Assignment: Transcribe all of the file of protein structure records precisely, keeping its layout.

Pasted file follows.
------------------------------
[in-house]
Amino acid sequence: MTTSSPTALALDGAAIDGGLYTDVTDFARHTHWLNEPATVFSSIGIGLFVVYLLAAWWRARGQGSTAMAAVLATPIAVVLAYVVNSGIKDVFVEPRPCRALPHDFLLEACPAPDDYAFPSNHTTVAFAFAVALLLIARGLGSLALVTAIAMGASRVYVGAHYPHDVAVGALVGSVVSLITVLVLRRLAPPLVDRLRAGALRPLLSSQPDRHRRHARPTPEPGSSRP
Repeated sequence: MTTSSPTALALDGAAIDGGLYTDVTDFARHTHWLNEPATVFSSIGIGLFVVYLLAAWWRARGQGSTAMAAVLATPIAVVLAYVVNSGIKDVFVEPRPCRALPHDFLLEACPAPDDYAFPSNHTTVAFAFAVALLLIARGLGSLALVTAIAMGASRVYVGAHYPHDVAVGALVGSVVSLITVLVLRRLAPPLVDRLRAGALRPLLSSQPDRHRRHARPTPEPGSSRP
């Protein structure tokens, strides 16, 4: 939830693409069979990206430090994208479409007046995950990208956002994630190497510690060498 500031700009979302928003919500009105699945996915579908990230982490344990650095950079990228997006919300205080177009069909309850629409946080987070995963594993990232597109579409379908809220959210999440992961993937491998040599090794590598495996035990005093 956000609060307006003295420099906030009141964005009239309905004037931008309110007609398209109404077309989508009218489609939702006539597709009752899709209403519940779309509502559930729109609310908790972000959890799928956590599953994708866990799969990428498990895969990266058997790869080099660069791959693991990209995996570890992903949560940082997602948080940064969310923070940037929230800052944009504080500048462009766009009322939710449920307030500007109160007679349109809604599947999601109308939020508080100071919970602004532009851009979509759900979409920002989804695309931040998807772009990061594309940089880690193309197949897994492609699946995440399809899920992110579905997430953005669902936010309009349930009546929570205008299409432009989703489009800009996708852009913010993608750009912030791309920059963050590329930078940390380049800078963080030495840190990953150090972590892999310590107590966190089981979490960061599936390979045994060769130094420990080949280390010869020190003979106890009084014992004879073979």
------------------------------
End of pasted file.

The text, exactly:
[in-house]
Amino acid sequence: MTTSSPTALALDGAAIDGGLYTDVTDFARHTHWLNEPATVFSSIGIGLFVVYLLAAWWRARGQGSTAMAAVLATPIAVVLAYVVNSGIKDVFVEPRPCRALPHDFLLEACPAPDDYAFPSNHTTVAFAFAVALLLIARGLGSLALVTAIAMGASRVYVGAHYPHDVAVGALVGSVVSLITVLVLRRLAPPLVDRLRAGALRPLLSSQPDRHRRHARPTPEPGSSRP
Repeated sequence: MTTSSPTALALDGAAIDGGLYTDVTDFARHTHWLNEPATVFSSIGIGLFVVYLLAAWWRARGQGSTAMAAVLATPIAVVLAYVVNSGIKDVFVEPRPCRALPHDFLLEACPAPDDYAFPSNHTTVAFAFAVALLLIARGLGSLALVTAIAMGASRVYVGAHYPHDVAVGALVGSVVSLITVLVLRRLAPPLVDRLRAGALRPLLSSQPDRHRRHARPTPEPGSSRP
């Protein structure tokens, strides 16, 4: 939830693409069979990206430090994208479409007046995950990208956002994630190497510690060498 500031700009979302928003919500009105699945996915579908990230982490344990650095950079990228997006919300205080177009069909309850629409946080987070995963594993990232597109579409379908809220959210999440992961993937491998040599090794590598495996035990005093 956000609060307006003295420099906030009141964005009239309905004037931008309110007609398209109404077309989508009218489609939702006539597709009752899709209403519940779309509502559930729109609310908790972000959890799928956590599953994708866990799969990428498990895969990266058997790869080099660069791959693991990209995996570890992903949560940082997602948080940064969310923070940037929230800052944009504080500048462009766009009322939710449920307030500007109160007679349109809604599947999601109308939020508080100071919970602004532009851009979509759900979409920002989804695309931040998807772009990061594309940089880690193309197949897994492609699946995440399809899920992110579905997430953005669902936010309009349930009546929570205008299409432009989703489009800009996708852009913010993608750009912030791309920059963050590329930078940390380049800078963080030495840190990953150090972590892999310590107590966190089981979490960061599936390979045994060769130094420990080949280390010869020190003979106890009084014992004879073979």